For the ladies
The now has a women’s version of the Charge LR dubbed the Spark LR. Like the Charge LR it has a two-liter bladder and 7.5 of cargo capacity. The straps are contoured to fit a woman’s body and the pack is slightly shorter than the Charge LR for shorter torsos. The Spark LR will retail for $110.
The Luxe NV is essentially a women’s Mule NV. Like the Mule NV it’s redesigned with updated features including the new back panels. The Luxe NV will retail for $135.
By Josh Patterson
Last year about this time Niner Bikes unveiled its first carbon full suspension platform, the Jet 9 RDO (read our review in issue #163). This year Niner took time to reinvest in one of the first frames in its line-up, the geared and singlespeed-compatible S.I.R. 9. The company felt steel bikes were being equated with retro, which seemed unfair to such a versatile frame material.
“Steel was being left behind,” said company founder Chris Sugai. "You couldn’t run tapered forks, you couldn’t run Maxles.” Niner’s goal was to revise the frame to make it compatible with current standards while maintaining the S.I.R. 9’s soulful ride quality.
The two most visible changes include the use of a larger diameter, 44mm head tube, which will allow riders to run straight or tapered steerers on their forks, and a 142×12 Maxle rear end to bolster stiffness and make it compatible with the latest hubs and wheelsets.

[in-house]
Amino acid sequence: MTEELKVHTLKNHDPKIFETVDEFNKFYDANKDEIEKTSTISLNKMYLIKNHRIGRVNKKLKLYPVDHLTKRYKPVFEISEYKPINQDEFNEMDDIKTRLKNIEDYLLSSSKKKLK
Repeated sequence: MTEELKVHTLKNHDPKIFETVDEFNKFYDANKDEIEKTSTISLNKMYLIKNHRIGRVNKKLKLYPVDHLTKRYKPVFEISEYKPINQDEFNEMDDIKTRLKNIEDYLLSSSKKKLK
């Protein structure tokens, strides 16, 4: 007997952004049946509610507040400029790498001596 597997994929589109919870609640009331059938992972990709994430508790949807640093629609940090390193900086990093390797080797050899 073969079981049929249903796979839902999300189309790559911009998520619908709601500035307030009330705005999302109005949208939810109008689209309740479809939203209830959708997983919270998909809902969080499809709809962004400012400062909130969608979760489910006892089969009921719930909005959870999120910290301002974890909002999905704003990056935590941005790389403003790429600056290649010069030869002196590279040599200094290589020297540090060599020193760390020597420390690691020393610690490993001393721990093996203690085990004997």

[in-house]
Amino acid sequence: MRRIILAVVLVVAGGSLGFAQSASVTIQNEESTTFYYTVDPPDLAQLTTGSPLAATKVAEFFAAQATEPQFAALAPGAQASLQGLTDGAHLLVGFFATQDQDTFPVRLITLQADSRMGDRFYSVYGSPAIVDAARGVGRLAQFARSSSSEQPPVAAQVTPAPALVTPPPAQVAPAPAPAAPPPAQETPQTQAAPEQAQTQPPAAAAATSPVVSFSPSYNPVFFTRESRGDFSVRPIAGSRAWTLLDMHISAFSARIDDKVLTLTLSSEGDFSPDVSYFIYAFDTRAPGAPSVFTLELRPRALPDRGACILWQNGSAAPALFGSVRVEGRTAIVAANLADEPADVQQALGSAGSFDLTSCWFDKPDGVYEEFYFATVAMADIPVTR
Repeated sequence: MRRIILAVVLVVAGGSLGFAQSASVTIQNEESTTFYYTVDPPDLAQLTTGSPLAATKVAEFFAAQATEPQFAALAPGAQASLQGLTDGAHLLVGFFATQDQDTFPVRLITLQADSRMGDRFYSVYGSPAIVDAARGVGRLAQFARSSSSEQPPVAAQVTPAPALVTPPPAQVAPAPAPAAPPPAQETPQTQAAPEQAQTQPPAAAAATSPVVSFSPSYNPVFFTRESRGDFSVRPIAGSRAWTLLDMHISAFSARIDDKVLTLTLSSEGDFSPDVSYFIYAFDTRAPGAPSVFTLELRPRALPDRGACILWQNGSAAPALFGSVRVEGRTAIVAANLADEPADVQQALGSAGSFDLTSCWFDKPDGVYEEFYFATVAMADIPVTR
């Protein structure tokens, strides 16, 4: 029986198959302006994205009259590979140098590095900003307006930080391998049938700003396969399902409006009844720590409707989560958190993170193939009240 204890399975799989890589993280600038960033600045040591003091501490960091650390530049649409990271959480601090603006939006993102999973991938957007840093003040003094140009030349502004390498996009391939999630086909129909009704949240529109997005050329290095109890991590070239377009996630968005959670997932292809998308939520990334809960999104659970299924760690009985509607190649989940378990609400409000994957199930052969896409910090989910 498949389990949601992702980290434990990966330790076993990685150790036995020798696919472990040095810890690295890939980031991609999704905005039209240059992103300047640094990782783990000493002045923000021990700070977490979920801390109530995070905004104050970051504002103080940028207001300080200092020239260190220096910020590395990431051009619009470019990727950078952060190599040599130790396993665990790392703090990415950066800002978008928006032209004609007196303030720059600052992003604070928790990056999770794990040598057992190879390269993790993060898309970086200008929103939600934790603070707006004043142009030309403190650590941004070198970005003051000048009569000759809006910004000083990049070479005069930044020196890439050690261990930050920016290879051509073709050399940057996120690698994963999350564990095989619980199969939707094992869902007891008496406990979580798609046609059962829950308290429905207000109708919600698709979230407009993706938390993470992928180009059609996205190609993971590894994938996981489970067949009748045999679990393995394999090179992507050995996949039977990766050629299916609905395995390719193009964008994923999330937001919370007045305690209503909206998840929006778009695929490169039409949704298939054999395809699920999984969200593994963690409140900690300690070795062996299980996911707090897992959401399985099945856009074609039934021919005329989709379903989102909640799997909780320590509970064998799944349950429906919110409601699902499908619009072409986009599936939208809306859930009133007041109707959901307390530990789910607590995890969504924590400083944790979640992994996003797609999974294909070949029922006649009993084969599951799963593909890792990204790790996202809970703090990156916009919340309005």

Other, more subtle changes include switching the rear brake mount from IS to post-mount, and moving it from the seatstay to the chainstay. Not only does this change give the rear end a much cleaner look, it also does away with the need for a brace between the seat- and chainstays, and allows for the use of thinner-walled seatstays to improve the ride quality.
Niner also redesigned its eccentric bottom bracket. Dubbed Biocentric II, the new unit uses two 6mm bolts, versus a single 8mm used previously, to more evenly distribute clamping forces and lessen the chance the unit will creak. There’s also a keyed 8mm slot to make chain tension adjustments. The Biocentric II is also compatible with Niner’s CYA modular bottom bracket system, allowing riders to choose the bottom bracket technology that best fits their needs: BB30, PressFit 30, BB92, or a tried-and-true threaded system. Best of all, Biocentric II is backwards compatible with Niner frames that use the Biocentric I EBB. Pricing and availability are not set.